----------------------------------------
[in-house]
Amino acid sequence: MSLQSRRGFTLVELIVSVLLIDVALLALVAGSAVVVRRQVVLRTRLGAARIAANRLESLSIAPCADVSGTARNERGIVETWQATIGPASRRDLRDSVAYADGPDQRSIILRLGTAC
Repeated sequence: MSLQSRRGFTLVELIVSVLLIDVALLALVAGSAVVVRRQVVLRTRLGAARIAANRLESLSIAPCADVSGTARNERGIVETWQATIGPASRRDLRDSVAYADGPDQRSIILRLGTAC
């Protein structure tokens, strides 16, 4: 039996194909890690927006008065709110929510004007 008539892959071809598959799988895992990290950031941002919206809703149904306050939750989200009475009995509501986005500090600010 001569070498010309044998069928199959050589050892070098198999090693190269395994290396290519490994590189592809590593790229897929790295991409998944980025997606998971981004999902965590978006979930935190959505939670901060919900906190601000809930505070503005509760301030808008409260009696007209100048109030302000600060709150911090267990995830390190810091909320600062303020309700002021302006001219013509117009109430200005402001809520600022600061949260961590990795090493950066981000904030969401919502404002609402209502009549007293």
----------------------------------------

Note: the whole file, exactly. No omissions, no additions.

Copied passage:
[in-house]
Amino acid sequence: MSLQSRRGFTLVELIVSVLLIDVALLALVAGSAVVVRRQVVLRTRLGAARIAANRLESLSIAPCADVSGTARNERGIVETWQATIGPASRRDLRDSVAYADGPDQRSIILRLGTAC
Repeated sequence: MSLQSRRGFTLVELIVSVLLIDVALLALVAGSAVVVRRQVVLRTRLGAARIAANRLESLSIAPCADVSGTARNERGIVETWQATIGPASRRDLRDSVAYADGPDQRSIILRLGTAC
């Protein structure tokens, strides 16, 4: 039996194909890690927006008065709110929510004007 008539892959071809598959799988895992990290950031941002919206809703149904306050939750989200009475009995509501986005500090600010 001569070498010309044998069928199959050589050892070098198999090693190269395994290396290519490994590189592809590593790229897929790295991409998944980025997606998971981004999902965590978006979930935190959505939670901060919900906190601000809930505070503005509760301030808008409260009696007209100048109030302000600060709150911090267990995830390190810091909320600062303020309700002021302006001219013509117009109430200005402001809520600022600061949260961590990795090493950066981000904030969401919502404002609402209502009549007293």